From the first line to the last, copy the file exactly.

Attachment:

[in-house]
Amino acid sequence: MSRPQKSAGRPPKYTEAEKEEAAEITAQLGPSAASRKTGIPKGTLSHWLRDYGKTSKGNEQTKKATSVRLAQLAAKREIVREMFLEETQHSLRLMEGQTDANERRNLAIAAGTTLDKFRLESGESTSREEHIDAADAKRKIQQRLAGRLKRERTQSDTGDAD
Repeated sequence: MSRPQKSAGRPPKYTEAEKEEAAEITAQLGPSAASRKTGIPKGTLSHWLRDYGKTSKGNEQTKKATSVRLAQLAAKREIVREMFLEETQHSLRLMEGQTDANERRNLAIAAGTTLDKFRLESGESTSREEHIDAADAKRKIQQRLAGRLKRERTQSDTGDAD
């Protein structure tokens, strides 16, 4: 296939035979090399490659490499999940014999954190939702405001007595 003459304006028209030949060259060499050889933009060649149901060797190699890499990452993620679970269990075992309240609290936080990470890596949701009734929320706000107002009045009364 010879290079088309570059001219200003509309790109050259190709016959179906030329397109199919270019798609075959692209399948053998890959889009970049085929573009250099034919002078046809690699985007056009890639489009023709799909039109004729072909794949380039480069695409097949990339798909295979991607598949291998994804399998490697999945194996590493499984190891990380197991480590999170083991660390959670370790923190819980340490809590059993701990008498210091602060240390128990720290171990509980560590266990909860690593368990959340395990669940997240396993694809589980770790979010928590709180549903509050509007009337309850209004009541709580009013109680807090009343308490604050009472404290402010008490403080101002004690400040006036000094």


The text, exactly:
[in-house]
Amino acid sequence: MSRPQKSAGRPPKYTEAEKEEAAEITAQLGPSAASRKTGIPKGTLSHWLRDYGKTSKGNEQTKKATSVRLAQLAAKREIVREMFLEETQHSLRLMEGQTDANERRNLAIAAGTTLDKFRLESGESTSREEHIDAADAKRKIQQRLAGRLKRERTQSDTGDAD
Repeated sequence: MSRPQKSAGRPPKYTEAEKEEAAEITAQLGPSAASRKTGIPKGTLSHWLRDYGKTSKGNEQTKKATSVRLAQLAAKREIVREMFLEETQHSLRLMEGQTDANERRNLAIAAGTTLDKFRLESGESTSREEHIDAADAKRKIQQRLAGRLKRERTQSDTGDAD
């Protein structure tokens, strides 16, 4: 296939035979090399490659490499999940014999954190939702405001007595 003459304006028209030949060259060499050889933009060649149901060797190699890499990452993620679970269990075992309240609290936080990470890596949701009734929320706000107002009045009364 010879290079088309570059001219200003509309790109050259190709016959179906030329397109199919270019798609075959692209399948053998890959889009970049085929573009250099034919002078046809690699985007056009890639489009023709799909039109004729072909794949380039480069695409097949990339798909295979991607598949291998994804399998490697999945194996590493499984190891990380197991480590999170083991660390959670370790923190819980340490809590059993701990008498210091602060240390128990720290171990509980560590266990909860690593368990959340395990669940997240396993694809589980770790979010928590709180549903509050509007009337309850209004009541709580009013109680807090009343308490604050009472404290402010008490403080101002004690400040006036000094």